Formula 1 CEO Bernie Ecclestone suggests there should be “a bit of showbiz” surrounding accidents in the sport, as well as saying he would like to build more walls on corners to increase the risk factor for drivers.
Ecclestone, 85, raised the idea when speaking to journalists in Austin, Texas last weekend at the United States Grand Prix.
More and more circuits have ditched gravel traps on the outside of corners in favor of extended tarmac run-off areas.
Despite offering improved safety, the tarmac run-off does encourage drivers to extend the limits of the track more, leading to a possible abuse of the confines of the circuit.
Ecclestone is quoted by Reuters as calling for greater risk in F1, with reference to the improvement in safety standards through the sport’s history.
“In those days, and it can’t happen again, people would come to a race and think somebody could get killed,” Ecclestone said.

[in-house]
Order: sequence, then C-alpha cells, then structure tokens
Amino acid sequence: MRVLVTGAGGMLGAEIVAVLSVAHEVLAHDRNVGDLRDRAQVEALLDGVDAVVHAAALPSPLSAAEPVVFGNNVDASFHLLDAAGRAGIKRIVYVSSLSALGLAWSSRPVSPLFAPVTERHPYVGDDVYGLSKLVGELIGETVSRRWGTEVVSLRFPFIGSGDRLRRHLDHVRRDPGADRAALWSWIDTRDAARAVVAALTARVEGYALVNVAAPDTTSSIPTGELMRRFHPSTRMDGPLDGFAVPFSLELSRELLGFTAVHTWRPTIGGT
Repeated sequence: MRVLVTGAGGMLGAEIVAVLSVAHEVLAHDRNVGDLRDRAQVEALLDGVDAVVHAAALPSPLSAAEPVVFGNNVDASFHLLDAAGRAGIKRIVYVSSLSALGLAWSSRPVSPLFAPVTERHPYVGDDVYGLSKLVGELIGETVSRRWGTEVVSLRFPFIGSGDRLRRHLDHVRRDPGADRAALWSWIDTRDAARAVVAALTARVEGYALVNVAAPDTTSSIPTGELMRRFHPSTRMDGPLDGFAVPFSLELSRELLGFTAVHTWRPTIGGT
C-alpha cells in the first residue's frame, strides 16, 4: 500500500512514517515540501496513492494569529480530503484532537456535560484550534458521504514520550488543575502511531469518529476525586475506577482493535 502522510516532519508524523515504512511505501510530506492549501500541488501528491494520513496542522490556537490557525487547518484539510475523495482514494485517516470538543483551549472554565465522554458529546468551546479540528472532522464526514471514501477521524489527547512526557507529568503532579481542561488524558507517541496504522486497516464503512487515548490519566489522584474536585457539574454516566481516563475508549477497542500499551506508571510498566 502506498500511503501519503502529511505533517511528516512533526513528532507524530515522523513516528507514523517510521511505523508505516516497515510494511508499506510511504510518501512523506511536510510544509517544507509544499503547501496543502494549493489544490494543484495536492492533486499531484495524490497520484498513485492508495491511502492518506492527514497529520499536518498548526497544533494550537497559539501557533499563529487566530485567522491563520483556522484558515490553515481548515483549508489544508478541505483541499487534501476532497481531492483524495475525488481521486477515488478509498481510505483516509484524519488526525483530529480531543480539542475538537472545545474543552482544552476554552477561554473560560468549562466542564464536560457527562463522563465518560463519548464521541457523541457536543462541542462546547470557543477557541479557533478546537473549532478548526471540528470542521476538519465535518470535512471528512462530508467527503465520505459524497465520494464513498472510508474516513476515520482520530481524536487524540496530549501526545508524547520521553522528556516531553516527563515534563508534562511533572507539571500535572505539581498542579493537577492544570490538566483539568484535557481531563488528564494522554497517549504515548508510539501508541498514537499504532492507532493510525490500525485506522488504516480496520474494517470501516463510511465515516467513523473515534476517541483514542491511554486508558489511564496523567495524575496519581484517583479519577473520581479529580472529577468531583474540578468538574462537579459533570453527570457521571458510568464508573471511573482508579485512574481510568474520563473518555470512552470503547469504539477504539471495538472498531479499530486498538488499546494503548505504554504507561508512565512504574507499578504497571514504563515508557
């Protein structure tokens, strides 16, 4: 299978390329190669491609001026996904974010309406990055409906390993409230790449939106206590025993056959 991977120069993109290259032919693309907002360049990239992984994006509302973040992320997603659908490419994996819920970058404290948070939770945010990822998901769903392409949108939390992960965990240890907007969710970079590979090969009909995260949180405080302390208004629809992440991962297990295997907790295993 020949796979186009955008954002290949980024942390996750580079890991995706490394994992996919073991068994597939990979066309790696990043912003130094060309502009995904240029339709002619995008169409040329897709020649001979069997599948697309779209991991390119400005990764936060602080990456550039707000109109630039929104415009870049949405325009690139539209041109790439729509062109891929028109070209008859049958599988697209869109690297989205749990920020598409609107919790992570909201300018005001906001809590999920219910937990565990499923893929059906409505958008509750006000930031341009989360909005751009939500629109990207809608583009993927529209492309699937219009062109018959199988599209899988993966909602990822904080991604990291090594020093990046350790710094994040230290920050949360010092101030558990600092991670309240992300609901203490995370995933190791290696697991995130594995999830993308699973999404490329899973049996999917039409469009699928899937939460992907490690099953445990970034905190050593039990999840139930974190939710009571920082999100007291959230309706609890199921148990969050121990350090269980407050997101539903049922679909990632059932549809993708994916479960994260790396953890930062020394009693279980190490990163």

“Today they know they come to a race and nobody is going to get killed, which is good.
“I’ve been criticized probably by everybody because I wanted to build 40 cm walls around the corners. They keep saying they mustn’t go off the road; I promise they won’t.”
Ecclestone also said there should be “a bit of showbiz” surrounding accidents in F1 that would leave fans uncertain of the condition of the driver, before referring to Fernando Alonso’s high-speed crash in March’s Australian Grand Prix.
“What Fernando had in Australia… You wouldn’t think he was going to walk away,” Ecclestone said.
“What we ought to do immediately that happens is have big sheets all the way around, bring the ambulance in and take him away.
“He’s gone to the hospital and later you announce that, thank God, he’s out.
“A bit of showbiz. People like that.”
The most recent fatality in F1 was Marussia driver Jules Bianchi, who died nine months after sustaining severe head injuries in the 2014 Japanese Grand Prix when he struck a recovery vehicle in torrential rain.